Tag Archives: Caving

Montezuma Falls – West Tasmania

My trip to Tasmania has been rather interesting. I’m sure there’s an Aboriginal name for it which likely means: ‘Land where it rains, oh and some mountains’. That sure wraps it up for me so far!

After spending several days in Hobart, it’s time to move on. As I’d driven along the east coast to Freycinet then the south coast to Hobart, I figured I should go see the west coast. So, I pointed The Pointy Brick west and drove.

Strahan is a tourist port town on the west coast set on the north side of a large harbour. It and the raging sea to the west – 8000km to Argentina – is beautiful.

There are places to climb on this side of the state, but as I don’t climb in the rain, I looked for something else to do. Rain tends to make waterfalls look awesome, so I decided to go find one of the biggest in Tasmania. In the rain, I drove 50 km inland to the turnoff and then 6km further to the car park.

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The trail to the waterfall is 4.8km and is graded easy. The first thing I came to was a bridge across the river to the main trail.

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The trail was stony, although with all the rain, it was often waterlogged and muddy. Thankfully I’d decided to wear my hiking boots, so my feet remained dry.

The trail meanders through the rainforest, following the river. In places along the route there are smaller waterfalls…

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This one only as tall as I am…

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This area of the mountains used to be an old mining area and the trail itself is where the old tram line used to run.

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Towards the end you are able to enter an old mine shaft for a short distance…

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Then with the roar of water ahead, you reach a cable bridge heading out of the undergrowth.

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Halfway across the bridge is the best place to see the 104m falls that flows under the bridge and down along the valley…

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While it was a long walk to see a waterfall, it was worth the effort. A beautiful place in Tasmania worth visiting.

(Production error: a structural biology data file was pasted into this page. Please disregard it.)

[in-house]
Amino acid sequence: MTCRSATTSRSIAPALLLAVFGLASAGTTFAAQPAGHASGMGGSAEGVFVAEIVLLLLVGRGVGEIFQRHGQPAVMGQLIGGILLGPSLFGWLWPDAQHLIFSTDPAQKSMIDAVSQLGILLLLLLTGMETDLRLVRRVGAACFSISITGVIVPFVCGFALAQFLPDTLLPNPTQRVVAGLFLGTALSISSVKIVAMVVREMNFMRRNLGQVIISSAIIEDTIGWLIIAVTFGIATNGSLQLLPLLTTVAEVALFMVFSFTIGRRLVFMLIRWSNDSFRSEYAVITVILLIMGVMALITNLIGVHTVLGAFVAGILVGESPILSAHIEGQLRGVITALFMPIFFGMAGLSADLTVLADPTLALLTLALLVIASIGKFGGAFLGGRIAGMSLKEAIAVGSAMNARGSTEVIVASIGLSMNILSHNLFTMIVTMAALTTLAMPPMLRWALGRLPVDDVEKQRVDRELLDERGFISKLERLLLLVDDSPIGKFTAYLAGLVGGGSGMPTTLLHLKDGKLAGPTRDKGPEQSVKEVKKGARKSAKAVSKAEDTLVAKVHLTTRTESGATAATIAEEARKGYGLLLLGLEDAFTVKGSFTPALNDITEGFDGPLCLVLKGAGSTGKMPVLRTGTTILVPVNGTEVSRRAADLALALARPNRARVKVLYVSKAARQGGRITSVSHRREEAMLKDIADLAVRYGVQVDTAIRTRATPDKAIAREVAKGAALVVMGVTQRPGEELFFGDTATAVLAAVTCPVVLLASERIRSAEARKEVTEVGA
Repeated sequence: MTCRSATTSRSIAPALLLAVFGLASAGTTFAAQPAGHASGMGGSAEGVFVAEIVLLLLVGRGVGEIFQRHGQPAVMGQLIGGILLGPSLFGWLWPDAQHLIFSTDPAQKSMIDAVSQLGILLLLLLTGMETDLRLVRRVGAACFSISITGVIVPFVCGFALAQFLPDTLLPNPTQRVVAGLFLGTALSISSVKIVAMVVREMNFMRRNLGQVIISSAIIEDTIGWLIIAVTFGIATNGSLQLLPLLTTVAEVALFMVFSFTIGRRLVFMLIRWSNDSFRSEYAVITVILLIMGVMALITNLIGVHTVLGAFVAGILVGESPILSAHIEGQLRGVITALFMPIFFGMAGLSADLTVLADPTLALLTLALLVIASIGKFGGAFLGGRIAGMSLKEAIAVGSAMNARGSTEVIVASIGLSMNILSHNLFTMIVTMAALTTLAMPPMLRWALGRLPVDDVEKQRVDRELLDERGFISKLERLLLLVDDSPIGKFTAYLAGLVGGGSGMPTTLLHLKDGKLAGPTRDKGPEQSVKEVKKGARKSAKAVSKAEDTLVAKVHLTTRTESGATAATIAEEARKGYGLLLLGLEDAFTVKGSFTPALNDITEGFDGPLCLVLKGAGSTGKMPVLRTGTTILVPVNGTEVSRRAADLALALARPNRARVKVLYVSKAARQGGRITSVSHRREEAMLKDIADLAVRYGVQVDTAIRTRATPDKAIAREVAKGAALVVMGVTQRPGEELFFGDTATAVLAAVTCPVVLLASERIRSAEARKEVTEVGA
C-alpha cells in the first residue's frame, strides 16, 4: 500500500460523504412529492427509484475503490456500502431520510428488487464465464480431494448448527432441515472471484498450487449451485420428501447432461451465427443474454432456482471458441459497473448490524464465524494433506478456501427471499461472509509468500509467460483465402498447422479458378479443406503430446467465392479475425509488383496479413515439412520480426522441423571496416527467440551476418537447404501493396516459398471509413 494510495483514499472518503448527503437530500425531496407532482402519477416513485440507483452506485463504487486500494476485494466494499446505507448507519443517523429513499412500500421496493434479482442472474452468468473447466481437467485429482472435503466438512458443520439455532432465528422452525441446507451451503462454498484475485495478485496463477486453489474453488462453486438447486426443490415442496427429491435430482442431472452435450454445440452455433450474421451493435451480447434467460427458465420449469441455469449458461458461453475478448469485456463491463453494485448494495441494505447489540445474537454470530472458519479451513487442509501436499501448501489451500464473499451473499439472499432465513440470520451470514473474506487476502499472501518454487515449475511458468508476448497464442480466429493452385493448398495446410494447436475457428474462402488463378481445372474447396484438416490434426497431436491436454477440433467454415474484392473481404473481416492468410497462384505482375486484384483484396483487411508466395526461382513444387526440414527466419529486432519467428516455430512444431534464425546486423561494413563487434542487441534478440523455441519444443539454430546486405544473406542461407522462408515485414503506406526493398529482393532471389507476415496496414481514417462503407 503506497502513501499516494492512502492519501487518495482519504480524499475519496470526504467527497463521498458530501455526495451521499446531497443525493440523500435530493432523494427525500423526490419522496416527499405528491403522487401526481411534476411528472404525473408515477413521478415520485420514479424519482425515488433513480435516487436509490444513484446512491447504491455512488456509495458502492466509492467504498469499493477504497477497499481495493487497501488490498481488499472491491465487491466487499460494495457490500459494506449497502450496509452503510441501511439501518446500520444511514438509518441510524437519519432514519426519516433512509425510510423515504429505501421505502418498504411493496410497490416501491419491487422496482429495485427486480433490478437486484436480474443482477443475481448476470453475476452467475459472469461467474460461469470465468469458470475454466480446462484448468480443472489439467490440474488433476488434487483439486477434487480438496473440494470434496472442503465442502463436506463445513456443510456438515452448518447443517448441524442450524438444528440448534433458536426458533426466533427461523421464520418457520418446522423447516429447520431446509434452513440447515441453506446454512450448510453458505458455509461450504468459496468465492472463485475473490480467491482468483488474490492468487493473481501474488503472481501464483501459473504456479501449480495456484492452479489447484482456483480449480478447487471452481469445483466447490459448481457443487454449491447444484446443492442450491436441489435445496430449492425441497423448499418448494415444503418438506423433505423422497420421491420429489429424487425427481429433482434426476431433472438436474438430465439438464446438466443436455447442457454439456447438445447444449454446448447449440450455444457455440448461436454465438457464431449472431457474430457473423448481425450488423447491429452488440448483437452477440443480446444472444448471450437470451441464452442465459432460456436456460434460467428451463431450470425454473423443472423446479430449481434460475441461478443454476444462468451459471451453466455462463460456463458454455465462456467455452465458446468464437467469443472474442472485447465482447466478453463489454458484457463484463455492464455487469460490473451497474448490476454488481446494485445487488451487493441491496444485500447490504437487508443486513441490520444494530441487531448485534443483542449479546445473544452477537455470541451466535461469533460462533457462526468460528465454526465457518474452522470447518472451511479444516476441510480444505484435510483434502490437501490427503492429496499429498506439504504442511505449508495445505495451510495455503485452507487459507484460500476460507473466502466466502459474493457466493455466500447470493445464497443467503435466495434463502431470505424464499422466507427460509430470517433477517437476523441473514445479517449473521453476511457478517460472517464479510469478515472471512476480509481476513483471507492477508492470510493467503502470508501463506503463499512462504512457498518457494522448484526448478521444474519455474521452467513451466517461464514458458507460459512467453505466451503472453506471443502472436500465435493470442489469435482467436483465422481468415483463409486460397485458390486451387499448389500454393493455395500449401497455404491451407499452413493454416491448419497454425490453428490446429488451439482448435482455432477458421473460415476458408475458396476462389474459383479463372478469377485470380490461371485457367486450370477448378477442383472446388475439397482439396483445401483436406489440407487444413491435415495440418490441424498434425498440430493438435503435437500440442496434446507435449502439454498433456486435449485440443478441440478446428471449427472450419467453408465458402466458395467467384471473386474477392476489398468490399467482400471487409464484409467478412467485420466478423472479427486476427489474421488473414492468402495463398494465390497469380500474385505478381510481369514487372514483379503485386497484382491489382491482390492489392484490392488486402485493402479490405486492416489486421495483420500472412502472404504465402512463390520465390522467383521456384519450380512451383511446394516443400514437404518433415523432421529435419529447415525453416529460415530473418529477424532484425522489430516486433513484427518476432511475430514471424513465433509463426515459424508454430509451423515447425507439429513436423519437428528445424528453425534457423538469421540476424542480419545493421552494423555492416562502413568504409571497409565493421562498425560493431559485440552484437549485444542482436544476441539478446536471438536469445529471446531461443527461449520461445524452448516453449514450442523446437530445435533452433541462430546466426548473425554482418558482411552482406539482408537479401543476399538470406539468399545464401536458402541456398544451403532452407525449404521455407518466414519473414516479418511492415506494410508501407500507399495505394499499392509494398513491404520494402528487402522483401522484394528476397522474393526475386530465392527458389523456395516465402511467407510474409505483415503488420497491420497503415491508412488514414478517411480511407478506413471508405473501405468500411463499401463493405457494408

Tomorrow, I head to Mole’s Creek where I’ll be doing a full day Adventure Caving in the caving capital of Tasmania.

The Lone Trail Wanderer

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Naracoorte – South Australia

On the road from Kangaroo Island to the Grampians, I stopped at Naracoorte, a town famous for its world heritage listed fossil caves. Naracoorte has a system of 26 caves of various sizes and is one of the major – but not the only – caving systems in South Australia.

The day before I arrived, I had pre booked an adventure caving session. Luckily a couple had also booked, as there is a minimum number.

After a brief bit of training, we decided on a cave called the Blackberry Cave, because to has a lot of crawling around and tight spaces.

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The three of us and our guide climbed into rooms of amazing rock formations. While it’s a short cave and not for the claustrophobic, there’s enough room to crawl around although even with the knee pads, I still sustained some bruising.

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We got to the bottom of the Blackberry cave after a 45 minutes where we were told of a short tunnel that circled back into the chamber. It was tight and I went down first. I slid in head first as per instructions and prepared myself for the next part. I pushed through a tight gap, but my thighs caught and I couldn’t get through. Not prone to panic, I pulled back a little and tried from a slightly different angle. I was eventually able to shuffle through and up out the other gap.

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Caving can be sweaty work even though there is a sustained 17 degree temperature down there. We scrambled back to the surface. A lot of fun. I’m looking forward to my next one.

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The three of us were able to wander unassisted around a larger cave system known as the Wet Cave.

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There will be the first of several instances of spelunking I’ll be doing on this trip, with plans to do some in every state.

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The Cave Wanderer